Out of fear for being Arminian, many a Calvinist have spoken or written with more force and less nuance than the Canons. This has contributed to a bad reputation of Calvinism and Reformed doctrine in the evangelical world. It is my hope that those who stand in the tradition of the Reformation will take note of the Canons; not just its key points against Arminianism, not merely the petals of TULIP, but its entire package. The method of teaching employed here, with its sensitivity to evangelistic and pastoral concerns, is informed by the truth and the wisdom of Scripture.
 The question remains if we should be as bold as Puritan John Preston, and proclaim to everyone that “Christ is dead for him.” (The Breastplate of Faith and Love, 1630). Some have accused Preston of the heresy of hypothetical universalism (Amyraldism); see e.g. Jonathan Moore, English Hypothetical Universalism: John Preston and the Softening of Reformed Theology (Grand Rapids), 2007. For a defense of Preston’s statement, see Sinclair Ferguson, The Whole Christ (Crossway), 2016, esp. chapter 2.
 Note the formulation of Article II.5: “The promise of the gospel is that whoever believes [will be saved]”—a promise for all, containing a condition. Some read it as: “The promise of the gospel to whoever believers is [that they will be saved]”—a promise only for some. That appears to be the position of Homer Hoeksema in Voice of Our Fathers. This reading is harmful because it leaves no true proclamation to unbelievers. In this view, they only have a command to repent and believe, but no promise and no Christ to take hold of.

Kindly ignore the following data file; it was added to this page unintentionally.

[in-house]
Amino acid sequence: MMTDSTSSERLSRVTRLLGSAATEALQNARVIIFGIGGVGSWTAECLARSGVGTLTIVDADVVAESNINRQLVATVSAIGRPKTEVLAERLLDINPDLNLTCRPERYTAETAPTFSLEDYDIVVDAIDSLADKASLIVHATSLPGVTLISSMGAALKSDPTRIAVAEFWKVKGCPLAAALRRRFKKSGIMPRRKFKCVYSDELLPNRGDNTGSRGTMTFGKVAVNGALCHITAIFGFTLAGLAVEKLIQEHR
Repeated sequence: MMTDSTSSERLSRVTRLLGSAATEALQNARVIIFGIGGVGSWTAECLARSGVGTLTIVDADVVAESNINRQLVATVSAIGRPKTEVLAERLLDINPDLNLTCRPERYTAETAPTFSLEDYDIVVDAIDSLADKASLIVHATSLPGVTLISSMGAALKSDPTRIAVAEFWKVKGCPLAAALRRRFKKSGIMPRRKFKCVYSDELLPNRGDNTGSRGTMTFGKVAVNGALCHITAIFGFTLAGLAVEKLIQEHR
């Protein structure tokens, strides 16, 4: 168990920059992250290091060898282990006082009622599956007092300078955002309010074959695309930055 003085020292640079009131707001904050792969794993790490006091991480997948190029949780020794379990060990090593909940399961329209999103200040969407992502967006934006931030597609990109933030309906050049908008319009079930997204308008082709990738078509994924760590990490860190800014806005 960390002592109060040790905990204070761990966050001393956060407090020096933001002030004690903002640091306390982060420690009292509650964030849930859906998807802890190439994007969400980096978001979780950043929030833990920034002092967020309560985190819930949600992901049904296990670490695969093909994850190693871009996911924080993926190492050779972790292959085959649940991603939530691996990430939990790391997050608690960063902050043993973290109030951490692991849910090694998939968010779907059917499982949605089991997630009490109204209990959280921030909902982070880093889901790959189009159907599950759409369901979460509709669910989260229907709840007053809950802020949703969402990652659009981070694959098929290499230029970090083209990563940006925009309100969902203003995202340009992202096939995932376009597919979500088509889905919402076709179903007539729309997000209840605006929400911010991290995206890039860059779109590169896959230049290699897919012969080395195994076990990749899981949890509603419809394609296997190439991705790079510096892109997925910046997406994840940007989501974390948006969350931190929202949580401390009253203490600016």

For instance, Canons III/IV.9 talks about “those who are called by the ministry of the Word refuse to come and be converted.” If the gospel “call” were limited to the so-called effective calling of the elect, this would make no sense at all!
 Recall that Canons I.15 warns us away from the blasphemy of “making God the Author of sin.” Also note the Conclusion to the Canons, where the churches denied the charge of teaching “that in the same manner in which the election is the fountain and cause of faith and good works, reprobation is the cause of unbelief and impiety.”
 This was point 3 of the Remonstrance.
 Amyraldianism, or hypothetical universalism, is a more subtle heresy than Arminianism, but eventually wrong for the same reasons. See e.g. Jonathan Moore, “James Ussher’s Influence on the Synod of Dordt,” in Revisiting the Synod of Dordt (1618–1619).
 The practical question arises to what extent we can embrace this general goodness in mankind. Discussions on this point are generally placed under the heading of “common grace.” The Canons draw a clear, necessary line: creation goodness or “common grace” is not able to bring people to saving knowledge of God (III/IV.4). No unregenerate person will make a conscious positive contribution to the Kingdom of God as it makes its way into the world.
 The conclusion of the Canons mention the allegation that this teaching “renders men carnally secure, since they are persuaded by it that … they may safely perpetrate every species of the most atrocious crimes.”